Freedom to ski
Warren native publishes magazines in Colorado
Warren native Marianne Gold Hoover became a magazine publisher in Durango, Colo., for the freedom to drop everything to go skiing with her son and husband.
“I don’t like to be told no,” she said. No is what can happen if one works for someone else and asks for a snow day.
“I own three businesses. I first started out buying Local Deals Coupon Magazine in 2010, then went to Farmington, N.M., an hour south of us, and started the Farmington Flyer Coupon Magazine from scratch in 2012,” she said. “Three years ago, my husband and I bought Durango Magazine,” a glossy production full of feature stories and promotions “for people who love Durango.”
Her background: Hoover worked at Philmont Scout Ranch in New Mexico, as a ranger at Denali National Park and Preserve in Alaska and Rocky Mountain National Park in Colorado, as an outback wilderness guide in Alaska, a counselor for at-risk youth in Leadville, Colo., and as a ski instructor at Copper Mountain and Keystone, Colo.
What made her think she could go into publishing? She said that comes from being the daughter of Warren attorney and Boy Scouts of America leader Ned Gold.
“Dad taught me to go forward and push. He taught me to never give up,” Hoover said. “I don’t know if it was even an option to fail.”
Ned Gold was born and raised in Santa Fe, N.M. He married Warren resident Carolyn Van Huffel and they settled in Trumbull County to raise a family.
Marianne attended Garfield Elementary School, enrolled in St. Mary’s School for sixth, seventh and eighth grades, moved up to John F. Kennedy High School her freshmen year, then switched to Howland High School, from where she graduated in 1994.
Her list of school activities is slim: “Nothing,” she said. “I’m not kidding. I wasn’t involved.”
Her passion was skiing.
“I’ve been skiing since I was 3 years old. I went skiing every weekend with my family at Peek’n Peak (Resort in Clymer, N.Y.) and I was on the race team,” Hoover said.
“I remember writing an essay back in third grade about what you wanted to do when you grow up. I wanted to be a ski instructor in Vail, Colo., in the winter and an archaeologist in the summer.”
The archaeologist thing never happened, but the Keystone ski resort is owned by Vail, she said.
“We always would come back West,” Hoover said.
Her dad was heavily involved with Philmont Scout Ranch for the Boy Scouts. The ranch spans 214 square miles of New Mexico wilderness and offers backpacking treks, horseback cavalcades and training and service programs. Hoover worked there in 1994 and 1995.
“My love and my passion of the snow and the mountains — my dad created that for me to go West,” she said. “Once you explore the mountains, it stays in your blood.”
Hoover holds a master’s degree from the University of Toledo in resource management.
“I moved out here (to Colorado) in 1999 and 2000. I was a ski instructor at Copper Mountain. “It was fun. I taught kids mostly. It encouraged me to enjoy the moment.”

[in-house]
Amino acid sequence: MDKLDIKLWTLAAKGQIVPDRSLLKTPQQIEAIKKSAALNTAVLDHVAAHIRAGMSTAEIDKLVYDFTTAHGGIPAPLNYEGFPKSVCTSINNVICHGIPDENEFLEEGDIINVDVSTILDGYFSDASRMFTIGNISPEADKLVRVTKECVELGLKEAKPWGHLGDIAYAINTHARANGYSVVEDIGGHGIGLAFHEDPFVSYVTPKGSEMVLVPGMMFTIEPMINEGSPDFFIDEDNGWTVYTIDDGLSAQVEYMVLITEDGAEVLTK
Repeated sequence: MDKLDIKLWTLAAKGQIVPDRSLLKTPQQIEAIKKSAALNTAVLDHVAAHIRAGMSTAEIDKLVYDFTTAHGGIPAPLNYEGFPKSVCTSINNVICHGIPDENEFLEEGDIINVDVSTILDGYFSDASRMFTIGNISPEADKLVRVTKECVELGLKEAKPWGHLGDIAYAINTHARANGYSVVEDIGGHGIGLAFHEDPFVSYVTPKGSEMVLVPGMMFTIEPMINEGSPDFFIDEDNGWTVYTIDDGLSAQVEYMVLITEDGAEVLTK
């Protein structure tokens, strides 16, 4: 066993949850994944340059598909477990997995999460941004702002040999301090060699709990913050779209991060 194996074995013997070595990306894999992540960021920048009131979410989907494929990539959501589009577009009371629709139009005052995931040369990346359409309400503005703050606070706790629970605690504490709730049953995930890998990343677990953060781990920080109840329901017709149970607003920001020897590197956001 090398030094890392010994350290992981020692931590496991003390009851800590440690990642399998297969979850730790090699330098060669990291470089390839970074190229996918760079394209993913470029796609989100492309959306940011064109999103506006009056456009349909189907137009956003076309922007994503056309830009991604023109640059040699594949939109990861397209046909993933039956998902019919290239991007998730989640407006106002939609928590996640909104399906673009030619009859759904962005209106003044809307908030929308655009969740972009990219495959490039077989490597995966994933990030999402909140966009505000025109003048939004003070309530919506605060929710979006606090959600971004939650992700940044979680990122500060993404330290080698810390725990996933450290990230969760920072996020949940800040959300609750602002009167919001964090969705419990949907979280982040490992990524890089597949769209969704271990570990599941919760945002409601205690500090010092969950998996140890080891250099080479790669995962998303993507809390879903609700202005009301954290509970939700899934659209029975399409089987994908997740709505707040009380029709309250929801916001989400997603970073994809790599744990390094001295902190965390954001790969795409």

She met Corbet Hoover on the Salt Lake City slopes when they both were volunteers on the downhill course for the 2002 Winter Olympic Games.
“He was living in Salt Lake City at the time. I owned a house in Frisco, Colo. For almost two years, we had a long-distance relationship between the two,” Hoover said. “In 2004, my husband proposed in Moab, Utah. We moved to Durango in 2008. We have 2 1/2 acres out in the mountains. … I have a little piece of heaven.”
Durango is a city of about 20,000 people in southwestern Colorado, just south of the San Juan National Forest. It was built in the 1880s as a picturesque railroad town about 6,500 feet above sea level. The Purgatory Resort in Durango ranked No. 10 in the Conde Nast Readers’ Choice Awards for “Best Ski Resort in the U.S. and Canada.”
Marianne and Corbet have one son, Bridger, 12, a Boy Scout and a skier. “He’s on the Purgatory race team in Durango and he loves it,” she said.
It was because of family that Hoover said she went into business for herself.
“I like having my independence, and owning your own business definitely grants you your own independence. It’s fun. I’m passionate about where I live. It (the magazine) lets the world know that Durango is one of greatest places on Earth,” Hoover said.
The current issue includes such features as “Dog Sledding is Still an Adventure at the Durango Dog Ranch,” “A Weekend in Durango: The Art of Slowing Down” and “Durango Kids: Mountain Studies Institute,” as well as featured spas, art galleries, baristas and dream homes.
“(The magazine has) been around since 1986. We were lucky enough to be able to buy it three years ago,” she said. “We’ve taken it to the next level.”
It publishes twice per year and is mailed to subscribers and distributed at the Chamber of Commerce, visitor centers, airports, resorts and hotels in the Durango area.
Local Deals Coupon Magazine and Farmington Flyer Coupon Magazine each are sent to homes six times a year with list of events and coupons for everything from food to resorts to decks to tractors.
Hoover admits that at times, she wanted to quit the long drives involved for the Farmington magazine until she’d get home and Bridger would say, “Hey, Mommy, let’s play.”
“I can spend time with my son anytime I want to,” she said. “I didn’t want to have a 9-to-5 job. Owning your own business gives you the independence to explore what you want to do in life.
“It definitely is a lot of blood, sweat and tears, but I know exactly where I’m at and what I don’t want to do.”
Hoover hasn’t forgotten her roots.
“I get back to Warren once or twice a year. Warren is always going to be home. It was a nice place to grow up . You’re in the middle of Pittsburgh and Cleveland. You get the lake. The only thing is you don’t get the sun. That’s how we ended up in Colorado.”
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